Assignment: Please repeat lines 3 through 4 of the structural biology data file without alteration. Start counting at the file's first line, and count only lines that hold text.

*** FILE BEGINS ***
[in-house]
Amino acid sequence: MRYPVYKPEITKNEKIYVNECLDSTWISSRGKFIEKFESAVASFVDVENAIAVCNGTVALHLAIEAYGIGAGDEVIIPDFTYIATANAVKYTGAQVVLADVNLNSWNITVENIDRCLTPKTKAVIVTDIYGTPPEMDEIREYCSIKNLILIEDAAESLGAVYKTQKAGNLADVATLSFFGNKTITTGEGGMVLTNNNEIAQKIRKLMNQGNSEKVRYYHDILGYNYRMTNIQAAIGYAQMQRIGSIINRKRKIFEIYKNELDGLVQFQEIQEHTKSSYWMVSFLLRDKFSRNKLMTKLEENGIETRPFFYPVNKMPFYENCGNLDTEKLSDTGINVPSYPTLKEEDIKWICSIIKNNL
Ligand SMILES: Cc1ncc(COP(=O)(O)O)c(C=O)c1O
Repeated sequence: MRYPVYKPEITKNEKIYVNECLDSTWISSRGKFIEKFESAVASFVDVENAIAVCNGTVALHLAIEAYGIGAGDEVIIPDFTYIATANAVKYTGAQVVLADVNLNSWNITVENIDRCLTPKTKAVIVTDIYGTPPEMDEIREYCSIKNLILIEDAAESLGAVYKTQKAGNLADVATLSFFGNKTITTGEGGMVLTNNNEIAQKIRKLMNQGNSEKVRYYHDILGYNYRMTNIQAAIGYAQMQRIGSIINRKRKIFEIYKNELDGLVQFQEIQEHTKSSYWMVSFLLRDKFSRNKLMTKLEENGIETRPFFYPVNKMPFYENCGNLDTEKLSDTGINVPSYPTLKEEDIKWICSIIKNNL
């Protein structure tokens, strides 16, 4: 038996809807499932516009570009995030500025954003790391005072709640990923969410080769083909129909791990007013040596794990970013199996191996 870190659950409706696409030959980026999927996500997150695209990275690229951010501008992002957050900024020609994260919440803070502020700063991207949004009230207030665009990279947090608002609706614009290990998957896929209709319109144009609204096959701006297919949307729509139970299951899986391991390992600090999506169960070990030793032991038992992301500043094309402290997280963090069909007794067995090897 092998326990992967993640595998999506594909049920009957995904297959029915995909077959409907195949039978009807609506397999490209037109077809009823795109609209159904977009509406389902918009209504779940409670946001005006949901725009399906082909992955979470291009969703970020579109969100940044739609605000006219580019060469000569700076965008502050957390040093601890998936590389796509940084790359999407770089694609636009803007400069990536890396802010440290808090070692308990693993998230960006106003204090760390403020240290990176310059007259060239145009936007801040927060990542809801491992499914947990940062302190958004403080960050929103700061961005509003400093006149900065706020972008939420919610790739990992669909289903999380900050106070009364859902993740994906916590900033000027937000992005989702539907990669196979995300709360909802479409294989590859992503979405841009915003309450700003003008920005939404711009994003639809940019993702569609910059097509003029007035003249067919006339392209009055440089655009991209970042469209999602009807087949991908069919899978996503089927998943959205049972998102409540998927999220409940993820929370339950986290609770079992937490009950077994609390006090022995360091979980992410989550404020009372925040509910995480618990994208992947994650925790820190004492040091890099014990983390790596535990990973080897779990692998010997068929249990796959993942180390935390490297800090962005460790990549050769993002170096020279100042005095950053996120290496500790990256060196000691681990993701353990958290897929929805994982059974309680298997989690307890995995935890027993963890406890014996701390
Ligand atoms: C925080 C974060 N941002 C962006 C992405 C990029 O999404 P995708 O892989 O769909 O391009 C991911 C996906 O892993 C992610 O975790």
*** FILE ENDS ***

Ligand SMILES: Cc1ncc(COP(=O)(O)O)c(C=O)c1O
Repeated sequence: MRYPVYKPEITKNEKIYVNECLDSTWISSRGKFIEKFESAVASFVDVENAIAVCNGTVALHLAIEAYGIGAGDEVIIPDFTYIATANAVKYTGAQVVLADVNLNSWNITVENIDRCLTPKTKAVIVTDIYGTPPEMDEIREYCSIKNLILIEDAAESLGAVYKTQKAGNLADVATLSFFGNKTITTGEGGMVLTNNNEIAQKIRKLMNQGNSEKVRYYHDILGYNYRMTNIQAAIGYAQMQRIGSIINRKRKIFEIYKNELDGLVQFQEIQEHTKSSYWMVSFLLRDKFSRNKLMTKLEENGIETRPFFYPVNKMPFYENCGNLDTEKLSDTGINVPSYPTLKEEDIKWICSIIKNNL